Bridging Policy and Practice to Solve Health Care Problems

    • May 15, 2014

As a Robert Wood Johnson Foundation Health Policy Fellow in 2007 and 2008, Deborah Trautman, PhD, had a front-line role in helping to shape and promote the legislation that would become the Affordable Care Act (ACA). Today, she is bringing together policy makers, researchers, and health care professionals to figure out how to implement the law as executive director of Johns Hopkins’ Center for Health Policy and Healthcare Transformation. On June 16, 2014, Trautman becomes CEO of the American Association of Colleges of Nursing where she will continue to increase nursing's visibility, participation, and leadership in national efforts to improve health and health care.

A natural progression. For Trautman, becoming a Health Policy Fellow was a natural step along her journey within the nursing profession. She was originally drawn to health care because she liked to interact with people and “make a meaningful difference.” After earning an undergraduate nursing degree at West Virginia Wesleyan College, she worked as a clinical nurse at Presbyterian University Hospital, not far from the western Pennsylvania town where she grew up. But when she began studying for a master’s degree in nursing education and administration at the University of Pittsburgh, Trautman found she also had a talent and passion for solving bigger, more systemic issues.

A part-time job as weekend supervisor at the hospital put Trautman in a leadership role, scheduling staff and trouble-shooting crises. “I loved it!” Trautman recalls. “My very first call as an administrator was for a problem with a trash compactor. I had no idea what to do. But I learned it was about problem-solving—being able to assess the situation and think through, with others, what the right course of action was and who had the right resources to address the problem.”

Trautman continued her education, earning a PhD in health policy from the University of Maryland. She honed her policy skills as she climbed the administrative ladder, becoming director of nursing for emergency medicine at the Johns Hopkins Hospital in Baltimore and then vice president of patient care for a county hospital in the Johns Hopkins Health System.

Learning about the federal health policy world. It was the stint as an RWJF Health Policy Fellow that gave Trautman a chance to see what it really means to shape large-scale strategies for solving health care problems.

The Robert Wood Johnson Foundation Health Policy Fellows program gives exceptional midcareer health, behavioral, and social science professionals an opportunity to increase their understanding of federal health policy. Fellows participate in the federal policy process and use that leadership experience to improve health, health care, and health policy. Read the Program Results Report to learn more about the program.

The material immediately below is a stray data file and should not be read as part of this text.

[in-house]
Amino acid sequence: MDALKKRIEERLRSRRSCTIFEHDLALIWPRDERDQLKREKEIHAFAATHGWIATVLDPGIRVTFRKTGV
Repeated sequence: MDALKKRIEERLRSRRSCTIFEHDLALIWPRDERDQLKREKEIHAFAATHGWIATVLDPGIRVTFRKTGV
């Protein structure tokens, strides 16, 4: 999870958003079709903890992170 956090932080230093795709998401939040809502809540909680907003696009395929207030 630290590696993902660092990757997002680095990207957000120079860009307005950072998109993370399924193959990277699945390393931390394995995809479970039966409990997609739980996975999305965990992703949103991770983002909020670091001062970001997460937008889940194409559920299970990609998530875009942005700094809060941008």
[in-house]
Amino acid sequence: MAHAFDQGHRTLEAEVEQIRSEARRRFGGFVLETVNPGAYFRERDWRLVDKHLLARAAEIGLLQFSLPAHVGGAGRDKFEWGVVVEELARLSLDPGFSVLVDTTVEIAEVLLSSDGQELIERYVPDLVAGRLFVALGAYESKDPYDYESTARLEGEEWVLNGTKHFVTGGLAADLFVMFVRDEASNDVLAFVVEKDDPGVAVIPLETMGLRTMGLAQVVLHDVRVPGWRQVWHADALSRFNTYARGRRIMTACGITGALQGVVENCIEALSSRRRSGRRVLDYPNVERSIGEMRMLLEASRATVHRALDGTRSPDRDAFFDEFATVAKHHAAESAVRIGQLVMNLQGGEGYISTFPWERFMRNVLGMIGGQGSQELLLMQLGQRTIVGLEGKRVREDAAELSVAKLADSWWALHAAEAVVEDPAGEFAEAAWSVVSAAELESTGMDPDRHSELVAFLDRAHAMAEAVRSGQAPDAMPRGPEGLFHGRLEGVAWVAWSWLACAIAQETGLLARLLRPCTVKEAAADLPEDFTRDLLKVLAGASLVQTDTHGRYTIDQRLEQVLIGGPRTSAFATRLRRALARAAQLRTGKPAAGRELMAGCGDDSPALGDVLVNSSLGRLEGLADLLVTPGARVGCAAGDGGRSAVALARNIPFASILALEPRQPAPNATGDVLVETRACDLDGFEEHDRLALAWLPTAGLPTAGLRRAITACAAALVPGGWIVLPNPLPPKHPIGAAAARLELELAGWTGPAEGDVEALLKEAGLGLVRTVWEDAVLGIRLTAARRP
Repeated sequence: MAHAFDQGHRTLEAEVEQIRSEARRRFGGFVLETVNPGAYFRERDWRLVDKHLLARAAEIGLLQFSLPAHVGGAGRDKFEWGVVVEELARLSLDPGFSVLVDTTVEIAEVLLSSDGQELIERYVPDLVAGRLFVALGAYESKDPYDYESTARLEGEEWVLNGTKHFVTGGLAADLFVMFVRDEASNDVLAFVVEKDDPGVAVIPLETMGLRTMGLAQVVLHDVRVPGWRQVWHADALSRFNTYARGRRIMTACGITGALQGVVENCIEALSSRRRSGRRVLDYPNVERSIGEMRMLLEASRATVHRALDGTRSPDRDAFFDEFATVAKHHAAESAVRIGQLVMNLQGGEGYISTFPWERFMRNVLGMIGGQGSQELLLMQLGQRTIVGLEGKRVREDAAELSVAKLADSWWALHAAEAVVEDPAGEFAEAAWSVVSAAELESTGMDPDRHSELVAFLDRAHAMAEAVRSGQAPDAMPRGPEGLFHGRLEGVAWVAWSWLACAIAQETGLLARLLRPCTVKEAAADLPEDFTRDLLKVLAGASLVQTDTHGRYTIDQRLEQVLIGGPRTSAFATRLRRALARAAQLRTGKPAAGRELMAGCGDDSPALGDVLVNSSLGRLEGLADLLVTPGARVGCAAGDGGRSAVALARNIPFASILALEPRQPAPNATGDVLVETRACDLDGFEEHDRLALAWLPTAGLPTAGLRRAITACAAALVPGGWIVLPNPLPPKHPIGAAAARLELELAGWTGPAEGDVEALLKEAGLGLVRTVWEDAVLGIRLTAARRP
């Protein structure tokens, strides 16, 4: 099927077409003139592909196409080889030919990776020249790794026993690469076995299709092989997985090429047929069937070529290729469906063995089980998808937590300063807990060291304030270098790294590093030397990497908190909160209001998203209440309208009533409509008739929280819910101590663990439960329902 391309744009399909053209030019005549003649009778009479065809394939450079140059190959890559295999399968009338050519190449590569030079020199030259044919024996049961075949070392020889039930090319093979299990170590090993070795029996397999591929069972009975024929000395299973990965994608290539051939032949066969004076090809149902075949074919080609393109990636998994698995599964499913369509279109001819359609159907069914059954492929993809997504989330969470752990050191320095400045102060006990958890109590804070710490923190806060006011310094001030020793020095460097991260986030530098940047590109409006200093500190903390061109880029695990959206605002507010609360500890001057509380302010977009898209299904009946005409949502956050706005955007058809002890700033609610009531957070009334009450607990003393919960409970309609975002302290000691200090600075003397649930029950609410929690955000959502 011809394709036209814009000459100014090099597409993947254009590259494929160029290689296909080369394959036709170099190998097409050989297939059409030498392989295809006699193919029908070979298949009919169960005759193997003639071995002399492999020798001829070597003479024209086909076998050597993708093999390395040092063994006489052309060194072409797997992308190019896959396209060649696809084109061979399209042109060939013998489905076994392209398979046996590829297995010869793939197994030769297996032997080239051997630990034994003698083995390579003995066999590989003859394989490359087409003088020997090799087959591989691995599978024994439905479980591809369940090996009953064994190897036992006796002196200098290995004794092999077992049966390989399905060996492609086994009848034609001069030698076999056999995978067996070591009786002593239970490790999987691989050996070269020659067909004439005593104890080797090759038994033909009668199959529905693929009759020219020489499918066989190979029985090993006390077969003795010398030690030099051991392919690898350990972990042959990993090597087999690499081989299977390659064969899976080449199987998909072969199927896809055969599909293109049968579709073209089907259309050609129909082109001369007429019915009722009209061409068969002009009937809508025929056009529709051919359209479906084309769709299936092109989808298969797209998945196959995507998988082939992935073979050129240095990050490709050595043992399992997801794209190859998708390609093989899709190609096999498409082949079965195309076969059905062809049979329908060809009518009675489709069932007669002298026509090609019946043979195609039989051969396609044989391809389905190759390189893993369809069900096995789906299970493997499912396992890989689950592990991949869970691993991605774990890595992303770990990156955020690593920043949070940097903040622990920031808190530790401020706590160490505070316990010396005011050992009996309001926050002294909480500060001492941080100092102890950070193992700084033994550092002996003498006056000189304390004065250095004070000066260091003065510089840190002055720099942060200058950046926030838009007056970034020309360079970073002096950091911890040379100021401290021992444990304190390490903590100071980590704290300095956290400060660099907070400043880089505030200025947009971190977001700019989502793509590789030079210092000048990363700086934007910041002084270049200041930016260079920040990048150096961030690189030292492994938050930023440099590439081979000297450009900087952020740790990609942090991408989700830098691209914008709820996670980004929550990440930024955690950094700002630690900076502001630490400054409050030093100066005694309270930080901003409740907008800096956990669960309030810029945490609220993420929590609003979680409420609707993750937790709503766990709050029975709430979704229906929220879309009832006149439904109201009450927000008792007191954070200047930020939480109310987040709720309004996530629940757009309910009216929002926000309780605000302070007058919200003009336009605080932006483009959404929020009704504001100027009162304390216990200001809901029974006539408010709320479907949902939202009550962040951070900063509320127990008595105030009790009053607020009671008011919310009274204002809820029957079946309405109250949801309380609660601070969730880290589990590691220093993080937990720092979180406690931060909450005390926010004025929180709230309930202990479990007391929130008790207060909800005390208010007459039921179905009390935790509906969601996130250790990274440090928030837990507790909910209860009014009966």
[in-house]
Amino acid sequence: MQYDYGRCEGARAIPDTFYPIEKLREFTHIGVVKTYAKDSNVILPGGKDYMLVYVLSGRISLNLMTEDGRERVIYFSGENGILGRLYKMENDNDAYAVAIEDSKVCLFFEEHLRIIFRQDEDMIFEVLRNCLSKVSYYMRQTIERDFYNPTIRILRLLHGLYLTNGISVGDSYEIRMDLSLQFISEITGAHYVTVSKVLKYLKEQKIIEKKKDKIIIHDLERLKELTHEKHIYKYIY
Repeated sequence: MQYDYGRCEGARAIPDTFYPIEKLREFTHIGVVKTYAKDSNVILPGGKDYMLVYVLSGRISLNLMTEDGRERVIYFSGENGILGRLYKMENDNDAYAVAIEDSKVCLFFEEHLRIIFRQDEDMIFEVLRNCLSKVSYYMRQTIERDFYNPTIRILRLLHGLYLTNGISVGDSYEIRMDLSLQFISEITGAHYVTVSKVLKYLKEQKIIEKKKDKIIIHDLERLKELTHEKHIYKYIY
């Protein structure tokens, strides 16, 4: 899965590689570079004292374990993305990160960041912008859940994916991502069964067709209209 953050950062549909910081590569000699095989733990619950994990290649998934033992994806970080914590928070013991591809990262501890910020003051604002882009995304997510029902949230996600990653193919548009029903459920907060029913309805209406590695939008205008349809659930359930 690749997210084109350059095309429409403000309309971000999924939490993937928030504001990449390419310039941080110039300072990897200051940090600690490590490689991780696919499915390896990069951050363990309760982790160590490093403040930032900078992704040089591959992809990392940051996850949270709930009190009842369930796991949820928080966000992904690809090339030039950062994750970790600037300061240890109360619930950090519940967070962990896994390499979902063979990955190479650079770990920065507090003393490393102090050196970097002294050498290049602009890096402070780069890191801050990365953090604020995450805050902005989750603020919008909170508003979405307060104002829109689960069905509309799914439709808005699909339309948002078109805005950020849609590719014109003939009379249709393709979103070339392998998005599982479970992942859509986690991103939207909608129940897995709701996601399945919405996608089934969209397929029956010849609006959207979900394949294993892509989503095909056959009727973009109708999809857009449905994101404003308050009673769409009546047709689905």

Stationed in Speaker of the House Rep. Nancy Pelosi’s office at the time the guiding principles for national health care reform were under development, Trautman worked directly with Wendell Primus, Pelosi’s senior policy advisor on health and the budget.

Gaining firsthand experience. Trautman’s responsibilities included tracking House committee actions related to health policy, from the earliest discussions about issues to the passage of legislation. She also helped identify and resolve potential conflicts between competing interests—as countless panels were convened to discuss health care reform—and she helped people understand the proposed reforms.

When one member of Congress argued that a provision Pelosi’s office supported “wasn’t strong enough around personal responsibility,” for example, Trautman brought into the conversation the science needed to counteract the proposed change. And when the Speaker’s office released a draft of the ACA to members of Congress, it deployed Trautman to make sure people understood the nuances.

From these experiences, she acquired invaluable knowledge about how to move public policy.

“It really is important to bring evidence to bear on what you are trying to fix and why the solution you are proposing is the best one. It is about evidence, relationships, and communication,” Trautman says.

She also learned to focus on outcomes, have a clear vision, and be able to interact well with the people who help carry out the vision—and to think strategically about how to foster collaboration among diverse interests.